By Heli Shukla:
Conventional wisdom is replete with theories about print journalism’s probable death. The same wisdom, however, fails to apply itself when it comes to the future or the existing nature of print journalism in India. It is thriving, albeit with permutations and combinations of business models and journalism ethics to create a heady brand of a prosperous newspaper business. The internet has only broadened the reach of the Indian newspaper, it hasn’t managed to put in any kind of slow poison yet. And thus, to put it across rather curtly, the internet has not killed newspapers in India.
Three fundamental realities separate the Indian newspaper business from the rest of the world; namely, literacy rates, unorthodox business models and technological inaccessibility. Literacy is a prerequisite to reading a newspaper, you can’t read one if you’re illiterate. India has a population that is slowly waking up to greater levels of literacy. This allows a relatively unexplored expanse of readership that proprietors are harnessing to the fullest. A major chunk of this area is concentrated in regional language newspapers.
According to the Audit Bureau of Circulations, Regional language newspapers have a greater readership than English dailies. Their statistics show that Hindi language dailies have a readership base which accounts for 34% of the total estimates. English dailies pale in comparison with a measly 19% share. Growing readership, and moreover, vernacular readership, can only be attributed to the upsurge in literacy rates. India experienced a steady literacy growth at 73% and this was a natural contributor to an increase in newspaper readership.
Another reason why literacy is adding to the readership base is because newspapers aren’t limited to one language alone. This allows for greater expansion in terms of local newspapers and simultaneously allows the big boys of the newspaper world to experiment with the same. The Times of India has strategized well and broken into the regional newspaper market. Launching dailies in Hindi, Marathi and recently Kannada, Bengali and Gujarati, it has expanded its base to accommodate a greater readership.
Regional newspapers have an upper hand in terms of total readership as well. The Times may have the largest circulation in the world for English language newspapers, but its readership in India is trumped by Dainik Jagran, that has a readership base of 15, 526 compared to TOI’s 7,253. (ABC figures July-December 2013)
The second reason for India’s successful newspaper business is that of unorthodox business models. The Times of India stands as the perfect example for the same. Twisting the traditional perceptions of gaining ad revenues and broadening horizons to include all kinds of media has worked in their favor. In an article published in The New Yorker in October 2012, Vineet Jain famously remarked, “We are not in the newspaper business, we are in the advertising business.” The Jain brothers have gone against the convention of how newspaper proprietors should function. In a far wholesome perspective, the Times has become a business, and a successful one, too. That is not to say that it has thrown its journalistic ethics out the window, but it has merely put it on after ad revenue, thereby allowing profits to stream in.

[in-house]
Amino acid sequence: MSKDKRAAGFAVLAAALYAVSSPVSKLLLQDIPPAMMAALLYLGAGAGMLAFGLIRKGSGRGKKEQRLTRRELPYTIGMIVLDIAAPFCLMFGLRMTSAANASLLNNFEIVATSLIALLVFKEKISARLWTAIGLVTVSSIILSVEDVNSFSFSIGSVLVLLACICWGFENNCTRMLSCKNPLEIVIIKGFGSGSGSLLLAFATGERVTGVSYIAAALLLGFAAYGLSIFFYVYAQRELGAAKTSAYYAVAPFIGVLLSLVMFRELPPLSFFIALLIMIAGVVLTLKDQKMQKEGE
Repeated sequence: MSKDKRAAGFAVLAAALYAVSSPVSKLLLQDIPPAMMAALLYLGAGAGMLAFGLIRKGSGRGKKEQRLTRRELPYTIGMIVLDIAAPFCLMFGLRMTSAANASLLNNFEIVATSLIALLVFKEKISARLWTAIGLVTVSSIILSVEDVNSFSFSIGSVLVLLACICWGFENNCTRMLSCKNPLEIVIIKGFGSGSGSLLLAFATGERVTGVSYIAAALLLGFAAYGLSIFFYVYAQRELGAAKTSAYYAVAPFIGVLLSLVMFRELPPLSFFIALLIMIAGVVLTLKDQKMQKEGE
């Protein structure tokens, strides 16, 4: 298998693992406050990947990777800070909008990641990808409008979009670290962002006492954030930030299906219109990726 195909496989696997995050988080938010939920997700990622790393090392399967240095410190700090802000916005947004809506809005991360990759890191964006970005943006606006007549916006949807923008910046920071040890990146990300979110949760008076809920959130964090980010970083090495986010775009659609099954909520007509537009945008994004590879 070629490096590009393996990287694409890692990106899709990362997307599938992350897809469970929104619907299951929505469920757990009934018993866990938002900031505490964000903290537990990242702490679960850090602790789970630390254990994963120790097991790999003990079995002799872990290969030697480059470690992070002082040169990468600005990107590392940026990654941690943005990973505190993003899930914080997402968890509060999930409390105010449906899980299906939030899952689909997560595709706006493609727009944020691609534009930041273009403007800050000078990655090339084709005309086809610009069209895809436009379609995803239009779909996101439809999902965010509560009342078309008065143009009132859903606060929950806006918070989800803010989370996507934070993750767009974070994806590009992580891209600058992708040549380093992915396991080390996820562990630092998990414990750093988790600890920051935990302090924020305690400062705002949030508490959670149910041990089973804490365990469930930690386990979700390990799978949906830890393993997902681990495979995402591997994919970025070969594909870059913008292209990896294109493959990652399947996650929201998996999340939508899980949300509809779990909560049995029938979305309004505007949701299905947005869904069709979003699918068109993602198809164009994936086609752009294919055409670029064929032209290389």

As far as adapting to the internet is concerned, newspapers in India have websites that constantly update with every breaking story. Subscription only access exists with only a handful of publications online. Unlike in the US, Indian newspapers still haven’t adapted to an equal amount of internet presence. The New York Times, for example, has as much of a web presence as it does on paper, but online access to the day’s epaper is limited to subscribers only. Whether or not this amounts to greater profits is still a matter of conjecture.
The third and final reason for the internet not managing to dull the newspaper business is technological inaccessibility. The internet is a service that can be accessed via computers or smart phones or tablet devices only. Most Indians do not have access to a personal computer invariably making them technologically handicapped. Because of this, gathering news from the internet becomes a remote and difficult task. Newspapers, on the other hand, are circulated almost everywhere, from villages to cities thus making them a more preferred option.
Technology has permeated to the mass sphere purely as a means of communication. India is the second largest country in terms of mobile phone users. The number of mobile phones used in India adds up to a whopping 9 crore. That averages to 74 mobile phones per 100 citizens. Its usage as a means for news gathering or entertainment still remains limited. This reduces the popularity and relevance of the internet to a greater extent.
Newspapers will continue to thrive in India for a much longer time. The world may experience a death in print journalism or theorize about how it will dissipate soon. But, the sun will take a longer time to set on the Indian newspaper business.